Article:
After the explosion, Cody drove fast and never stopped. He said he didn't know how many bodies he hit--men, women, kids, animals. When all the vehicles got to FOB Cheyenne, it was hideous. There were guts, body parts, and blood from the people he hit covering the front of his truck.
During a recent Veteran's charity fundraising gala, much like the hundreds of galas that occur year round, something significant happened: At a point in the show the emcee asked all attendees from a certain group of Veterans in the audience to stand and be recognized...not a single person stood in spite of their presence.
Veterans who are homeless may not have a home, but that doesn't mean they don't have diverse skills that could be put to use to meet the needs of an expanding job market. Now is the time for the nation's employers to take a fresh look at hiring homeless veterans for job openings.
On August 3rd, 2015, the Federal Long Term Care Insurance Program announced that it would be raising rates immediately for new policies. The move surprised the Federal Employee workforce and led to general questions about the program and Long Term Care Insurance.
The vast majority of police officers fall somewhere in the middle of the mix, neither villains nor heroes, but hard-working, dedicated people doing a tough job - sometimes doing that job well and sometimes making poor choices.
The VA should be the fulfillment of a promise: health care in the service of those way we claim to honor most, those who have worn the uniform and offered the last, full measure of their worth for their nation. It has become, in reality, a vending machine.
As of August 22, 2015, the average length of time to complete a fully developed claim (FDC) for VA benefits was 141.1 days. What does "fully developed" mean? It means all the i's dotted and all the t's crossed. It means all the evidence supporting the claim is filed when the claim is initiated, there's no additional evidence, and it's filed electronically.
For many years I helped patients improve their sleep using non-pharmacological treatments. In 2010, I was asked to join a team of eight sleep experts from around the nation to help the Department of Veterans Affairs (VA) develop training to make insomnia treatment more accessible to Veterans. That experience changed everything for me.
Mr. President, on behalf of those in the nation who need this type of prosthetic care to live full and productive lives and support themselves and their families, I ask you to look at these issues which are creating barriers to care, delaying, and in some cases, denying prosthetic care to Americans with limb loss.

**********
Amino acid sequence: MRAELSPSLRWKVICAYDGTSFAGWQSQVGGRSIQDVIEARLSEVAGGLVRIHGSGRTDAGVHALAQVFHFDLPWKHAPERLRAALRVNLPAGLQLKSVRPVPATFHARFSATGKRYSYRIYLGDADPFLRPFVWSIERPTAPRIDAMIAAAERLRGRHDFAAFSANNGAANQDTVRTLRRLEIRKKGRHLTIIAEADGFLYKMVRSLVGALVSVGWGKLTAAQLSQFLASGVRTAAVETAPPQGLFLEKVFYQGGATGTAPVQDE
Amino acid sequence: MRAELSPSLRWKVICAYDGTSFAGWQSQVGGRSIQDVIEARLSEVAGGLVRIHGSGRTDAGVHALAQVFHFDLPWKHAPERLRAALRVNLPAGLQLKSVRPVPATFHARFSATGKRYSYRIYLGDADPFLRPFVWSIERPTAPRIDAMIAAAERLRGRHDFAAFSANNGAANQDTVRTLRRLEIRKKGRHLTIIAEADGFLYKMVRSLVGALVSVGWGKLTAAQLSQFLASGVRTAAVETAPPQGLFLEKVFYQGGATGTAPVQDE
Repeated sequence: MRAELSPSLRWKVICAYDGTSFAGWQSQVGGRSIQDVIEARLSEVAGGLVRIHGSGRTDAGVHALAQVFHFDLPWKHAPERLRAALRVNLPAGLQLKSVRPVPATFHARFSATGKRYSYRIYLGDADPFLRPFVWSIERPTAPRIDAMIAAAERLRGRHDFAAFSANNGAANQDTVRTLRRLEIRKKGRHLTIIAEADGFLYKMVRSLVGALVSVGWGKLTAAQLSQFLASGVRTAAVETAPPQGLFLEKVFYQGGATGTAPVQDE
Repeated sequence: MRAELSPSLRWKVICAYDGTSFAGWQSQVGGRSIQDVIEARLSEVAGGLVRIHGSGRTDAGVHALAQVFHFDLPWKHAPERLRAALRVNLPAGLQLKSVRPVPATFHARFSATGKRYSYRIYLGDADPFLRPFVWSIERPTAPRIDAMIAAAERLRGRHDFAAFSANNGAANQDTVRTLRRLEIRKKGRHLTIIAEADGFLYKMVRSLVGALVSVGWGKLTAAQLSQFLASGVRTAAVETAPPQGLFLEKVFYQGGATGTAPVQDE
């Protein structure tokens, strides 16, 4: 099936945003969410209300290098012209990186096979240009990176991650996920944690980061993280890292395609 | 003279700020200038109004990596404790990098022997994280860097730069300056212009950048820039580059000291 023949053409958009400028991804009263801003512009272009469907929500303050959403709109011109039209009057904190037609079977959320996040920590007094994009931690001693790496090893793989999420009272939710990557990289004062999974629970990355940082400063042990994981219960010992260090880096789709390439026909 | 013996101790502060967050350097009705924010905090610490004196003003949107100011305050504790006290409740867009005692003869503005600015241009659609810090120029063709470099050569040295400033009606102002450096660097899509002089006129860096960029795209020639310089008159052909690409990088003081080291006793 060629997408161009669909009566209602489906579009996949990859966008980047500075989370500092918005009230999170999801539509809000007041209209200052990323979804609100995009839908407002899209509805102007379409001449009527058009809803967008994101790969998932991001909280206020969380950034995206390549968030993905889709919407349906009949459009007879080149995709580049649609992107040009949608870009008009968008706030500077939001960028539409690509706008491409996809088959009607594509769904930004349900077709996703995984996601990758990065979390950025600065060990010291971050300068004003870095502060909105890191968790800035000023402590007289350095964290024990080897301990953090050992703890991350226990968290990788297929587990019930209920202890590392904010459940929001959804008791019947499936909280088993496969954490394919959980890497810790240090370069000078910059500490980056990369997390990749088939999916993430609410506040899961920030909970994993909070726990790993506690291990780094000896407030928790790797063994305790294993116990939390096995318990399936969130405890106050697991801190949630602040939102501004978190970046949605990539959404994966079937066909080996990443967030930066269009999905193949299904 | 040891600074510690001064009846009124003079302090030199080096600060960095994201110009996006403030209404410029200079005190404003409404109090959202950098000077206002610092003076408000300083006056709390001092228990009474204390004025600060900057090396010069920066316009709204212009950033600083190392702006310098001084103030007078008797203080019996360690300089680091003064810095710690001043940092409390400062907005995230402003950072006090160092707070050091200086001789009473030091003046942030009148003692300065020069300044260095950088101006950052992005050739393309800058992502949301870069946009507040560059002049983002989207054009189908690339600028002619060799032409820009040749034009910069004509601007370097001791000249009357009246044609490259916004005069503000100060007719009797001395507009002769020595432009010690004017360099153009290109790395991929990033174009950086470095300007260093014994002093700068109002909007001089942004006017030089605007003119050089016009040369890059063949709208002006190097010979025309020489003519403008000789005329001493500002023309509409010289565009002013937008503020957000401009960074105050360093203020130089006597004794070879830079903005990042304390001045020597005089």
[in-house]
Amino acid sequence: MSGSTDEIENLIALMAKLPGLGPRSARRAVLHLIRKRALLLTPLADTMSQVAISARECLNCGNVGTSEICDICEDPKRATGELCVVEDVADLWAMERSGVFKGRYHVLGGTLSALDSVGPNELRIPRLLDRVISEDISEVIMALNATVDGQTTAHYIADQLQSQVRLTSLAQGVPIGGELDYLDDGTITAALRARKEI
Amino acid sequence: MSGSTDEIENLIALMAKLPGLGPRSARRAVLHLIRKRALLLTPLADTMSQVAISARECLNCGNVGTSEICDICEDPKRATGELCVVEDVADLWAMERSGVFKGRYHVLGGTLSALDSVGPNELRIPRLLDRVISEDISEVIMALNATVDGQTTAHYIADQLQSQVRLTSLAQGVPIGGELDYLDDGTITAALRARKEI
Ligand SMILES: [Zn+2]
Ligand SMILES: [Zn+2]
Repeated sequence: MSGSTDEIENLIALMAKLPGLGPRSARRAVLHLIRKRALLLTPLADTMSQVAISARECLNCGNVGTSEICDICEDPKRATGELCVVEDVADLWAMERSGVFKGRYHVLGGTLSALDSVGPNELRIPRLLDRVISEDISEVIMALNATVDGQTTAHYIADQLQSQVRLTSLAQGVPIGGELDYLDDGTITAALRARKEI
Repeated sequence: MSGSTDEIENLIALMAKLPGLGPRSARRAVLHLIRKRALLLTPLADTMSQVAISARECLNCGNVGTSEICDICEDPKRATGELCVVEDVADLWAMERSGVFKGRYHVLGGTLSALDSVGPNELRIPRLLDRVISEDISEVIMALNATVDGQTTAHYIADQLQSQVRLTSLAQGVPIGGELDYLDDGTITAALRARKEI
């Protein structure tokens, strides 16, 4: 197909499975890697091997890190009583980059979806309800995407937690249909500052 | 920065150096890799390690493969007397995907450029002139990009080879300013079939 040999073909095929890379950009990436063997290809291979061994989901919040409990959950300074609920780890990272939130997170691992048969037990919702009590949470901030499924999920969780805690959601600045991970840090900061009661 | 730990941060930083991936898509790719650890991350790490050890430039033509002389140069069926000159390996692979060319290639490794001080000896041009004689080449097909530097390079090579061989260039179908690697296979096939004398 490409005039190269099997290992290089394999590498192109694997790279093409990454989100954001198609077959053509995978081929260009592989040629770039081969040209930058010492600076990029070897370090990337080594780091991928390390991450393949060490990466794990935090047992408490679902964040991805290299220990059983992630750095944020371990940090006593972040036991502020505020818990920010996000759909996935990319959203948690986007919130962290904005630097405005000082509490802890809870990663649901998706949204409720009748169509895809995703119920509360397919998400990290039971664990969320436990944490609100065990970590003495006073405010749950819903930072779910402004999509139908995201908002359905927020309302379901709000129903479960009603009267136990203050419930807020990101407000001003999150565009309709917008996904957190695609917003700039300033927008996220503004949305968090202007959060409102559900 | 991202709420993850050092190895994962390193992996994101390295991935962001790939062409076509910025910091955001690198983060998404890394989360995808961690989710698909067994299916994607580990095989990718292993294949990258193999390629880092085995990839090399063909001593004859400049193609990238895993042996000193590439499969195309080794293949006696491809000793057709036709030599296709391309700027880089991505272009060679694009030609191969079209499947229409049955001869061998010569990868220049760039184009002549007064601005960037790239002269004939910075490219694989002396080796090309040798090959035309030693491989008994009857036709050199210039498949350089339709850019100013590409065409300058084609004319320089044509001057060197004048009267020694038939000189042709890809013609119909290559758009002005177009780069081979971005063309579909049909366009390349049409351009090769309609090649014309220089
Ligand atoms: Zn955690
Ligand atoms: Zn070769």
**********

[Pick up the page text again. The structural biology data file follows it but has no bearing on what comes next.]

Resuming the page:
Remember when we were all up in arms over the VA's staggering backlog of Veterans' claims for benefits, almost a million at its peak in 2012? Images of VA offices with towers of unprocessed claims on desks, chairs and stacks of claims on the floor flooded the media. Remember? Paper, paper everywhere.
The bill may even be more relevant for aging Vietnam-era veterans who have been disconnected from the system for decades and now need medical care in their later years.
The reality is that while the number has been decreasing, as recently as a few months ago, there were still more suicides per day among veterans stateside than deaths in active combat overseas (22 per day).
Despite its utilization over the past 34 years and the advancements in the science behind the procedure, the politics and "social acceptance" of undergoing IVF have not changed much at all.
For the first time, we have comprehensive medical marijuana legislation in both the U.S. House and Senate. The Compassionate Access, Research Expansion, and Respect States Act (CARERS) Act of 2015 is the most comprehensive piece of federal medical marijuana legislation ever introduced in the U.S. Congress.
In a rush to assist poorly served veterans, many in Congress are supporting legislation to quickly fire the "bad apples" at the Department of Veterans Affairs. These lawmakers have the right intention -- improved care for veterans -- but their remedy will do far more harm than good.
One number: 22. That's all it took to transform Ellen Goosenberg Kent from a filmmaker to a woman on a mission. "When I heard that 22 veterans are killing themselves every day, I thought: This is outrageous. That's almost one every hour. I had to do something," she said.